Nearly six months before Johnston County spent much time thinking about CSX, economic-development director Chris Johnson knew eminent domain could be problematic for the railroad’s plans for the county.
In emails, Johnson voiced these concerns to N.C. Rail Division director Paul Worley in late July. But no emails suggest the county, state or CSX did anything to address those concerns in advance of the January announcement of a $272 million intermodal container hub.
“From what I can gather and from memory, ‘The Farm’ is going to be in the middle of this project,” Johnson wrote on July 27 of last year. “What happens if a property owner doesn’t want to sell? I am confident that the Commissioners will support the project, but I just don’t see them taking a position of ‘them being involved’ in condemning someone’s land.”
Johnson’s mention of The Farm, Trent Lassiter’s events venue, is an eerie premonition of how land-buying attempts went for the company. On the morning of CSX’s announcement, a representative went door to door offering to buy land along the railroad’s north-south line between Selma and Micro. He made few deals.
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In response, Worley suggested The Farm could be moved.
“I expect there are places for them to relocate with any cash received from the purchase,” Worley wrote back to Johnson in July.
Worley said that if a deal couldn’t be made, the railroad could use eminent domain but could not use “quick-take,” which is available to the state. “They would have to condemn, settle on a price and then take the property,” Worley wrote.”I don’t think that the County has to take a position on condemning property.”
Johnson said commissioners would see their public image at stake if they supported a project that was condemning land while also receiving an incentives package. For CSX to locate in North Carolina, the company is asking for $100 million from the state’s Strategic Transportation Investments program.
Johnson, though, remained hopeful things would work out.
“Hopefully the property owners will see this as an opportunity,” Johnson wrote to Worley. “Looks like most of the land is either farm land and rental houses. There are only a few homeowners from what I can tell.”
Two days later, Johnson, Worley and a team of state and economic-development officials traveled to Ohio to tour CSX’s container hub in North Baltimore. They were back home that evening.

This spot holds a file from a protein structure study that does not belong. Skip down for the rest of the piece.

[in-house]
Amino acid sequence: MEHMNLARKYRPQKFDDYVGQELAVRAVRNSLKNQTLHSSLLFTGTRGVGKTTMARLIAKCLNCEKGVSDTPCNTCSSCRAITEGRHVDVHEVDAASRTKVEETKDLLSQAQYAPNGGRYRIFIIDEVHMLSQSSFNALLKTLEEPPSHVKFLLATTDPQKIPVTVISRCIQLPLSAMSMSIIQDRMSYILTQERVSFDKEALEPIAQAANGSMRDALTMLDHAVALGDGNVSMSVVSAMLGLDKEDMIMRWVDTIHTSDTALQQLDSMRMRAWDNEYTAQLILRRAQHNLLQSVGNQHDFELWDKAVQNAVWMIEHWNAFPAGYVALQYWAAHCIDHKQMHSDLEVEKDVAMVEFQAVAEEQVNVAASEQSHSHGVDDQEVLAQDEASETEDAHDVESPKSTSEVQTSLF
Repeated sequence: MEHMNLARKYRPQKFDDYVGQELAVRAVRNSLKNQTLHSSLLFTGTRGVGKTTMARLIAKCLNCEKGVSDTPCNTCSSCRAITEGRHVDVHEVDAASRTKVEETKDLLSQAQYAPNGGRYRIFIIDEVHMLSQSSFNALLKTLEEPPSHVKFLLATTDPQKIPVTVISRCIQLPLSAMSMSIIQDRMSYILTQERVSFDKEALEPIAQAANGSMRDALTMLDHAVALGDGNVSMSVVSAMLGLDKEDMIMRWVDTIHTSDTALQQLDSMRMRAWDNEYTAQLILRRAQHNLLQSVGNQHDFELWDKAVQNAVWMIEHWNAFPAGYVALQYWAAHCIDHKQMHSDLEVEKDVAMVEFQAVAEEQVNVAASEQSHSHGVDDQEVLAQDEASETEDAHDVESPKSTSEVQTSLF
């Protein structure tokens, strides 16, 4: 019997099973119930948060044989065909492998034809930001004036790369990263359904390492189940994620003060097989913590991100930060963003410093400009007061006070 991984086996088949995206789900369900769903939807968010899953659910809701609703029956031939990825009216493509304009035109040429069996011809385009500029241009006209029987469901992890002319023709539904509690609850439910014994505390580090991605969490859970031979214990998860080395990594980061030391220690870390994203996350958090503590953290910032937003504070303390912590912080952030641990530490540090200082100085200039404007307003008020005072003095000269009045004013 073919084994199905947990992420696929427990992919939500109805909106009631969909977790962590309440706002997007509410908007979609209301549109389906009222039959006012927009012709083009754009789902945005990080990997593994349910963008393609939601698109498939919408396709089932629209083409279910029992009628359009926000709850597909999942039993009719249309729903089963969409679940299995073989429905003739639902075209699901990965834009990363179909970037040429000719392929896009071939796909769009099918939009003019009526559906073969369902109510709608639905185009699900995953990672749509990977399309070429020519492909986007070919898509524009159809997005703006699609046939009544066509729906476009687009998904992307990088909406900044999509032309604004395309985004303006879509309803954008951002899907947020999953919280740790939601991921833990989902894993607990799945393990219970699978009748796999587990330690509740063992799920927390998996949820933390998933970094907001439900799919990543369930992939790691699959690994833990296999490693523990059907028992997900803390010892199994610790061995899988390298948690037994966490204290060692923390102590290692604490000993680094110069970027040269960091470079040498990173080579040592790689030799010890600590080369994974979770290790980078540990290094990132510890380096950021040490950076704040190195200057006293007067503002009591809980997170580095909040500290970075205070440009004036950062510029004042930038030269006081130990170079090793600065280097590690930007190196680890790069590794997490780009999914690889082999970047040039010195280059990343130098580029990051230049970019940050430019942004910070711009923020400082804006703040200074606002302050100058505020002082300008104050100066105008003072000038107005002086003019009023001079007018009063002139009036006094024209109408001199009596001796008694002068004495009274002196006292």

Because of a nondisclosure agreement with CSX, Johnson kept the project from county commissioners until a December closed-door meeting. But once CSX announced its plans for the county, Johnson’s eminent domain fears proved well founded.
In emails and on social media, critics saw the project as a land-grab scheme.
“I can not believe that our elected officials knew nothing of this until it was announced,” Christy Davis wrote to the commissioners three days before they pulled their support for the project on land near Selma. “This is a dirty, underhanded, cowardly way to do business.”
“I’m a business owner,” Joel Gillie wrote in a Jan. 18 email to the board. “With my business, I can’t walk up to a landowner and say ‘Hey there, I like this piece of land. ... I’m going to take it now.’ ”
The county ultimately agreed and held a special meeting to condemn CSX for not bringing landowners into the discussion earlier.
The project has been quiet for weeks, but with three county chambers of commerce and a new vote of support from county commissioners, Johnston hopes its not too late to land CSX. In their statement of support, commissioners said they felt most Johnstonians support the project.
“This county and eastern North Carolina have too much at stake to allow this to fail,” Smithfield attorney George Mast wrote to the board in late January. “I suspect a substantial majority of our citizens feel the same way. You represent all of this fine county. Our county has a great future, we need your leadership. Your handling of this matter will affect the future economic and social welfare of our children, grandchildren and heirs for infinity.”
Drew Jackson: 919-553-7234, Ext. 104; @jdrewjackson